Navigating the maze of complex eligibility requirements: understanding financial capabilities in the welfare state

Stream: Financial inclusion
Date: Monday, 9 September 2019
Time: 11.30 am – 12.30 pm

Abstract

The concept of financial capabilities is becoming prominent in literature and policy that aims to understand the needs of disadvantaged members of the community. Australia is a clear example of this, with the concept of financial capability being integrated into the national financial literacy strategy.

This paper engages with the concept of financial capabilities from the perspective of non-governmental financial and welfare support service providers, and contributes to the growing discussion of how the concept can be used to understand the needs of disadvantaged individuals. Drawing from the capability approach, the literature on financial capabilities largely regards financial capabilities as the behaviours and financial knowledge required to help manage individuals day-to-day living expenses. With many individuals forced to navigate increasingly complex requirements to obtain welfare support, it is becoming clearer that this represents a skill in itself. Consequently, financial support service providers are increasingly necessary to assist disadvantaged individuals with the development of the financial capabilities which they need to navigate social welfare provision in the Australian welfare state.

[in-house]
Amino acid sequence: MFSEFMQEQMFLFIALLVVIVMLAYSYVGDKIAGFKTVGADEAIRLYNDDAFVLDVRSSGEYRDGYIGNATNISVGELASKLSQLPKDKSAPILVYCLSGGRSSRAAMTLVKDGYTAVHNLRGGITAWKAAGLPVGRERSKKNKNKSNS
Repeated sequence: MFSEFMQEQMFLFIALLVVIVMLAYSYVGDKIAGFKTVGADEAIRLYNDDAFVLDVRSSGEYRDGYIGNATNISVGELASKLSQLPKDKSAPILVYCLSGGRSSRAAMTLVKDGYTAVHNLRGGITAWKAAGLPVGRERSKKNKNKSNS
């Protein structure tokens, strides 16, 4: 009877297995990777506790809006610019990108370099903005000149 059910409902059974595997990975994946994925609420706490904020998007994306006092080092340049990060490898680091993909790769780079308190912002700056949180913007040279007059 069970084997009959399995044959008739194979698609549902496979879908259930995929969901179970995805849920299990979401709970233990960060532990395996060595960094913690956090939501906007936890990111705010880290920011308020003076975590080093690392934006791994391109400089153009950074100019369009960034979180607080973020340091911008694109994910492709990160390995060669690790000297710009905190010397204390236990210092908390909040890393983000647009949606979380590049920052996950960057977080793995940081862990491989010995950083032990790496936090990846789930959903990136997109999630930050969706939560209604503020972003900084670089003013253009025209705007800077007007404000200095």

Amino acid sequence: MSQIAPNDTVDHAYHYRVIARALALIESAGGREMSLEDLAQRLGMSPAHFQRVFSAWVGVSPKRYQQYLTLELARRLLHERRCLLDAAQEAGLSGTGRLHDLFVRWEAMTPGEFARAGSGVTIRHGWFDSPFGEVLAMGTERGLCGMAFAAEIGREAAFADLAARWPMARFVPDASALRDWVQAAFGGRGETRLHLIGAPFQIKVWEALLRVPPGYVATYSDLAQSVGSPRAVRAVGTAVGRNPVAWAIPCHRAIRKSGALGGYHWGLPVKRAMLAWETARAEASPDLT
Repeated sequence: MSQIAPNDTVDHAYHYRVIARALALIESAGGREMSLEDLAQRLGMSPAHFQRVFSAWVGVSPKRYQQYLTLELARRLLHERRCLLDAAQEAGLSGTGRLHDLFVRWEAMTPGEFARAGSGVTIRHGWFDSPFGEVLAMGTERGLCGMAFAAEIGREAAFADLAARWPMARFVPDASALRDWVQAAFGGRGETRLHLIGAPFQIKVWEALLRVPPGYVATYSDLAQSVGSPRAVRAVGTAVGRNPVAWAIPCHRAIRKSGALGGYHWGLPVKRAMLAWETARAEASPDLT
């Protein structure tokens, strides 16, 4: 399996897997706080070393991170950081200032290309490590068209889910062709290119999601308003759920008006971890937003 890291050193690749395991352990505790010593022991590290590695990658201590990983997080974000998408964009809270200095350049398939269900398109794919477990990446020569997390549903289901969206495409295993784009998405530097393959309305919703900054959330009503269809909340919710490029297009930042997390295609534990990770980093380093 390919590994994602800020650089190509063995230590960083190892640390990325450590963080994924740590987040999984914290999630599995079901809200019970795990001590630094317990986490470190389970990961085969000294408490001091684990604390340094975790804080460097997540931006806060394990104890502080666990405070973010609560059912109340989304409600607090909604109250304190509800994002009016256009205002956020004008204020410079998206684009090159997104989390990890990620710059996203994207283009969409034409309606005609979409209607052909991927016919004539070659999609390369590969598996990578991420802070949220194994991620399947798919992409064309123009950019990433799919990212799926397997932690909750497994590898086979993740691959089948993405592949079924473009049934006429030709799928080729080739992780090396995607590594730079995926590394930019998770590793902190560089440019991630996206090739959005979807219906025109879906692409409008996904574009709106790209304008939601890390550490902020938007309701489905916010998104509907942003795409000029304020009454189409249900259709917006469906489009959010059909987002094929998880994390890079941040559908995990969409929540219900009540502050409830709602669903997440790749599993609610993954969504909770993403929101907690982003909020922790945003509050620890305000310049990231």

This paper provides a framework for understanding the role that financial capabilities have to play in the neoliberal welfare economy, asking what kinds of financial capabilities are necessary for individuals to navigate the complex eligibility requirements they must meet in order to obtain welfare support.

Author

Jeremiah Brown (Presenter), The Brotherhood of St Laurence
Jeremiah Brown is the ANZ Tony Nicholson Research Fellow at the Brotherhood of St Laurence. In 2018 he completed his doctorate at the University of Melbourne, with his thesis employing the capability approach to develop a new measure of democracy based upon a more expansive account of freedom. He is interested in the role that the capability approach can play in improving our understanding of individuals and their lives in the contemporary welfare state, with his most recent work focussing on disadvantaged individuals and their financial capabilities.